#6: The Grace of Green Tea

Let’s be honest here – I am a coffee drinker.  Nay, I am not only a mere coffee drinker, but also a worshiper of the stuff.  My day is incomplete without an IV-esque drip of black gold steadily pouring into my system (that sounds healthy).  So why the green tea post, Erica? I felt like making a blog logo that was green.  Beyond that, I had a desire to tackle a food deeply rooted in scientific processes and cultural history.  But mostly the green logo part… see below.


logo 1

The. Grace. of. Green. Tea.

Breaking news: Green tea drinking started in Ancient China. I KNOW. SHOCKING.  But why are certain areas die-hard tea cultures while others barely touch the stuff?  Part of the answer starts with a historical look at water safety.

I have been an upper-middle class resident of a country with a highly developed infrastructure for quite some time now (My PC way of saying “a kind of well off first-world college kid”).  As such, water quality and safety hasn’t been a conscious priority.  I take it for granted that with the twist of a wrist out flows a stream of crystal clear, heavily treated life liquid.  My easy access to this most basic drink puts me in the minority of the world’s population.  Even well developed countries like the U.S. and Western Europe were at the mercy of water communicated diseases less than 200 years ago.  But as luck (and high death rates weeding out the less ingenious) would have it, some smart interventions helped to treat tainted water.  History is rich with cultures stumbling upon mastermind methods of food processing for the greater good.  One such method of reducing the damage of untreated water is fermentation.  More specifically, fermenting sugary liquid into alcohol, thus limiting the potential for microbial growth.  Areas such as Europe, Northern Africa, and eventually North America became the brewing grounds for wine, beer, and spirits.  This alcohol was often safer to consume than their stream and well water.  So, people drank up.  Where fermented beverages did not run rampant, locals boiled their water with tannic herbs and grasses.  Boiling acts as a kill step for many pathogens.  Europeans had not figured out this boiling-bit, so they kept to their bubbly barley and grape juice.  Besides, regions capable of growing tea plants are in sunnier, more humid climates. Tea doesn’t grow very well in Britain and Germany.  Thus, Asia and Southern Africa fostered in tea-drinking cultures.  By adding tea leaves to boiled water locals could mask unappealing tastes as well as extract valuable caffeine.  The health benefits of the tea were readily noticed, even without electron microscopes and controlled mice interventions.  I also find it interesting that areas of high tea drinking per capita also foster peaceful, meditative teachings like Buddhism and Hinduism.  Maybe Americans SHOULD switch to tea…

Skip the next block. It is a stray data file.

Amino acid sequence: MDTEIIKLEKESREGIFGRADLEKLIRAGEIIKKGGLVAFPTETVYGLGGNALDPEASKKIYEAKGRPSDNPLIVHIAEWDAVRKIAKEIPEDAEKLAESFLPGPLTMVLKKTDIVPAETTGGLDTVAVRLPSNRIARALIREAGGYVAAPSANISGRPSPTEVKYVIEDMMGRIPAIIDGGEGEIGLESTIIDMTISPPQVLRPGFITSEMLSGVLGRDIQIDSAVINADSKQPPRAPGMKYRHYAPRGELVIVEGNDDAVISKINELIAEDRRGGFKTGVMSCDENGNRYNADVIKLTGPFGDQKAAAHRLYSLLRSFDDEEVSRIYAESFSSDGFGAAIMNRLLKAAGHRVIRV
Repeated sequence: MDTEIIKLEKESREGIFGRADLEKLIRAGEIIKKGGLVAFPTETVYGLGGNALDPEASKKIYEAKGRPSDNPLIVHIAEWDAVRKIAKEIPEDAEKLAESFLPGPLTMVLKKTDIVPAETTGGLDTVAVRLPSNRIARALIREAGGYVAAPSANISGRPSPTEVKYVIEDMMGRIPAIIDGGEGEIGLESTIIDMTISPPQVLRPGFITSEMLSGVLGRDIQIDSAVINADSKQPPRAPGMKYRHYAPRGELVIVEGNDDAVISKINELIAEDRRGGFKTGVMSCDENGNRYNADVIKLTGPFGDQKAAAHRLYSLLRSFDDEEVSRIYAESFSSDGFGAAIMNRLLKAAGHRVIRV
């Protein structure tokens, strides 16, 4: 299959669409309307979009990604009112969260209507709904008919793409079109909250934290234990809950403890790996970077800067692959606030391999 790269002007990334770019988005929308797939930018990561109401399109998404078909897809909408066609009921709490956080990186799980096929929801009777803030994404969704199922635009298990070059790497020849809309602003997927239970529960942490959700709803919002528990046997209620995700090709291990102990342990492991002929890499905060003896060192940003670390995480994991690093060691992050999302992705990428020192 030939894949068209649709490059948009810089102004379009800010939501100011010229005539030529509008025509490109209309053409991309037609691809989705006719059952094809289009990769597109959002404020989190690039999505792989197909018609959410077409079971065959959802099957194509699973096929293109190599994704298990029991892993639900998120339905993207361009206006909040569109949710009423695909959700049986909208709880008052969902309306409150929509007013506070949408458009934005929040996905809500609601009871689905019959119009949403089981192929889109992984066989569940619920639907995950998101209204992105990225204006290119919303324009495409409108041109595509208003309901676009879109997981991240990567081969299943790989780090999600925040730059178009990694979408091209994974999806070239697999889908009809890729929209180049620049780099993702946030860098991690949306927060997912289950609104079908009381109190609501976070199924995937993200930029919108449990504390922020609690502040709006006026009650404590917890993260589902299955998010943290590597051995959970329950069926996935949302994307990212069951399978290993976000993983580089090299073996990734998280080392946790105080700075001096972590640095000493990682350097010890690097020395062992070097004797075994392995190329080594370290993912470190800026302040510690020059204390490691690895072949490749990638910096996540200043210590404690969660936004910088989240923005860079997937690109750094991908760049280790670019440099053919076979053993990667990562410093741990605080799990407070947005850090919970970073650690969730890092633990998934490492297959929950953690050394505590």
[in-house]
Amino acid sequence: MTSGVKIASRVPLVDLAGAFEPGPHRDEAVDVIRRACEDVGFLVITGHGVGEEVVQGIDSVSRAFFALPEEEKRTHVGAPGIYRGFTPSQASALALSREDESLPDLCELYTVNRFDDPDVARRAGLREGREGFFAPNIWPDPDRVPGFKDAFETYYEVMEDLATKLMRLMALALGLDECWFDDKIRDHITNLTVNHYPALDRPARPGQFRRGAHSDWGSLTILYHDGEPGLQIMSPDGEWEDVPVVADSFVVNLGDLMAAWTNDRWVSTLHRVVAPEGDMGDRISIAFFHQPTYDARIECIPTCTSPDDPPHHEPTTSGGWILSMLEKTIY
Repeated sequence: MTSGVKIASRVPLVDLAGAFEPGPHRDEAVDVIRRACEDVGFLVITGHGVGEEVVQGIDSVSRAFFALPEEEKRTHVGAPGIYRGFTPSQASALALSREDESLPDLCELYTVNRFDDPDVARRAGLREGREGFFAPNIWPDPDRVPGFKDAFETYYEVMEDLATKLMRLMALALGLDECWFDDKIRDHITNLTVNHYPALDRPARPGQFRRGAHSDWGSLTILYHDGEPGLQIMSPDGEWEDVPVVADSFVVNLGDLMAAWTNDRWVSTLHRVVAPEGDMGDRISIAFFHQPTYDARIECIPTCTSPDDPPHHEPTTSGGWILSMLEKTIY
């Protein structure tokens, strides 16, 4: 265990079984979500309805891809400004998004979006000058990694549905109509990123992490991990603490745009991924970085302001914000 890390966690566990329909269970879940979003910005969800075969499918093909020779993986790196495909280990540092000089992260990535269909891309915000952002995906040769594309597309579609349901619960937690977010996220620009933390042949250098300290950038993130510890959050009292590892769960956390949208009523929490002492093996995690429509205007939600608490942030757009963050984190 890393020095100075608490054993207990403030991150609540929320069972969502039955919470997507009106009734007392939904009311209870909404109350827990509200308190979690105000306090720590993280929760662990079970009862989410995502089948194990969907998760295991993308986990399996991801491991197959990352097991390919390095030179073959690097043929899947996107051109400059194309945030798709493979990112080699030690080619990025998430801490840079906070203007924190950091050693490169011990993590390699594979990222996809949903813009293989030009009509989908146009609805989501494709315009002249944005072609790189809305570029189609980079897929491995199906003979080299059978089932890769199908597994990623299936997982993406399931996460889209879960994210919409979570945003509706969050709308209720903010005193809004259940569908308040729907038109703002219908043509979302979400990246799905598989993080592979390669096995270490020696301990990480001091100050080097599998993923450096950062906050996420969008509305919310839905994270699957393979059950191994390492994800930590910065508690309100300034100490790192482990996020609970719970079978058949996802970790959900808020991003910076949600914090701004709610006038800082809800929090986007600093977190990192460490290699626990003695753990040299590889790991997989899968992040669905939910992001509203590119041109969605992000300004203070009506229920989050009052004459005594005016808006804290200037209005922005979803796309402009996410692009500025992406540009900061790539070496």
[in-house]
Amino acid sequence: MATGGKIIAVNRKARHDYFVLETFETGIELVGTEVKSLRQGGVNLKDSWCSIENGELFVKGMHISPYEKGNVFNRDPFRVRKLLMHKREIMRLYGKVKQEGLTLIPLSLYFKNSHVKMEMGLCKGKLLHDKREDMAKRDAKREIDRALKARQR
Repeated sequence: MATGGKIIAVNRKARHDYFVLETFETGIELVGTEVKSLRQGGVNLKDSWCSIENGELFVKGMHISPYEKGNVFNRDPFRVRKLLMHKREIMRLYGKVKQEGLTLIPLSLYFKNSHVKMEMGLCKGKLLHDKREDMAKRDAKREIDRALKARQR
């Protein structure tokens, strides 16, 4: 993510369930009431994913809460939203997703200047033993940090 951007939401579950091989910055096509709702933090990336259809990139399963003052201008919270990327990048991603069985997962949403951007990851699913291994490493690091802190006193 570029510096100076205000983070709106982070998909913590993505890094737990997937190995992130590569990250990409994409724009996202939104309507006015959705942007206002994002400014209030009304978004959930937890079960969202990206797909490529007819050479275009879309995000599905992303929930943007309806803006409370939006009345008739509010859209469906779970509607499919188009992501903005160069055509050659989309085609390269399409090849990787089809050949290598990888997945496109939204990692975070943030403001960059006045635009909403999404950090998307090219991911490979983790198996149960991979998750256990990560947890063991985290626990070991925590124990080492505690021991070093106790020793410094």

I MADE THIS! Now its probably only ~33% accurate because who am I kidding I’m no cartographer, but yeah. Tea.

Now here is a science-geek “chicken and the egg” riddle for y’all:  In the case of alcohol dehydrogenase production and tea/beer brewing, which came first?  (I see some of you squinting at the screen in irritation/confusion… let me try again)  The amount of enzyme produced by any given person determines their sensitivity to alcohol.  Alcohol dehydrogenase is key in processing alcohol – and surprise, surprise, the Germans and Irish HAVE IT. A lot of it.  Descendants from areas that were primarily alcohol producing can physiologically hold their liquor better than those whose heritage links them to tea brewing cultures.  So, back to my riddle:  Did populations in Asia/Southern Africa steer clear of beer because it was more sickening than giggle-fying, or did they not develop alcohol dehydrogenase because they had less widespread access to the bubbly?  Some things we may never know.